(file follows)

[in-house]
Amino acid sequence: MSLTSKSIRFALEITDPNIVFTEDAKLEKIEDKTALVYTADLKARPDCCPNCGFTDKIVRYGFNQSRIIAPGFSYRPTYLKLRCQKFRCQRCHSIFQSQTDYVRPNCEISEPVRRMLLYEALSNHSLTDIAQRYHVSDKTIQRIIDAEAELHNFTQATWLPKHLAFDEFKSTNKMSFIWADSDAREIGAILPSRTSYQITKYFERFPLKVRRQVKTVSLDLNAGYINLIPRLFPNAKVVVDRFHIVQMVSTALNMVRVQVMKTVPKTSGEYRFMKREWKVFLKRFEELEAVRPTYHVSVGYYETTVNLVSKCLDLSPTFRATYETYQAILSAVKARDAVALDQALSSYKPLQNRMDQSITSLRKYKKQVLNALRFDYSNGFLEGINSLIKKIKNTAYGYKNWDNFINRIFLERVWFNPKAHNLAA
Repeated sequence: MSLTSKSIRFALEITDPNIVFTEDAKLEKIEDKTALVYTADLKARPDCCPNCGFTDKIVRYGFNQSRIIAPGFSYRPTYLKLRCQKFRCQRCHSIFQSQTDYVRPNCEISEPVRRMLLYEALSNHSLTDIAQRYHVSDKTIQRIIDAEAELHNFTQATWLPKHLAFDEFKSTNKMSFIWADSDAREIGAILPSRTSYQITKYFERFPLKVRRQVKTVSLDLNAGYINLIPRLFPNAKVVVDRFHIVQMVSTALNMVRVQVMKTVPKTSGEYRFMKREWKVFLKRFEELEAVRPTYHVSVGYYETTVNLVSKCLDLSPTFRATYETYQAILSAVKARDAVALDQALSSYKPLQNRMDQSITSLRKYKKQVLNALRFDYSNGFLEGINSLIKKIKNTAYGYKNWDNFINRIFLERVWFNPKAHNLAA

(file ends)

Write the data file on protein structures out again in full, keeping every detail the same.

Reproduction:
[in-house]
Amino acid sequence: MSLTSKSIRFALEITDPNIVFTEDAKLEKIEDKTALVYTADLKARPDCCPNCGFTDKIVRYGFNQSRIIAPGFSYRPTYLKLRCQKFRCQRCHSIFQSQTDYVRPNCEISEPVRRMLLYEALSNHSLTDIAQRYHVSDKTIQRIIDAEAELHNFTQATWLPKHLAFDEFKSTNKMSFIWADSDAREIGAILPSRTSYQITKYFERFPLKVRRQVKTVSLDLNAGYINLIPRLFPNAKVVVDRFHIVQMVSTALNMVRVQVMKTVPKTSGEYRFMKREWKVFLKRFEELEAVRPTYHVSVGYYETTVNLVSKCLDLSPTFRATYETYQAILSAVKARDAVALDQALSSYKPLQNRMDQSITSLRKYKKQVLNALRFDYSNGFLEGINSLIKKIKNTAYGYKNWDNFINRIFLERVWFNPKAHNLAA
Repeated sequence: MSLTSKSIRFALEITDPNIVFTEDAKLEKIEDKTALVYTADLKARPDCCPNCGFTDKIVRYGFNQSRIIAPGFSYRPTYLKLRCQKFRCQRCHSIFQSQTDYVRPNCEISEPVRRMLLYEALSNHSLTDIAQRYHVSDKTIQRIIDAEAELHNFTQATWLPKHLAFDEFKSTNKMSFIWADSDAREIGAILPSRTSYQITKYFERFPLKVRRQVKTVSLDLNAGYINLIPRLFPNAKVVVDRFHIVQMVSTALNMVRVQVMKTVPKTSGEYRFMKREWKVFLKRFEELEAVRPTYHVSVGYYETTVNLVSKCLDLSPTFRATYETYQAILSAVKARDAVALDQALSSYKPLQNRMDQSITSLRKYKKQVLNALRFDYSNGFLEGINSLIKKIKNTAYGYKNWDNFINRIFLERVWFNPKAHNLAA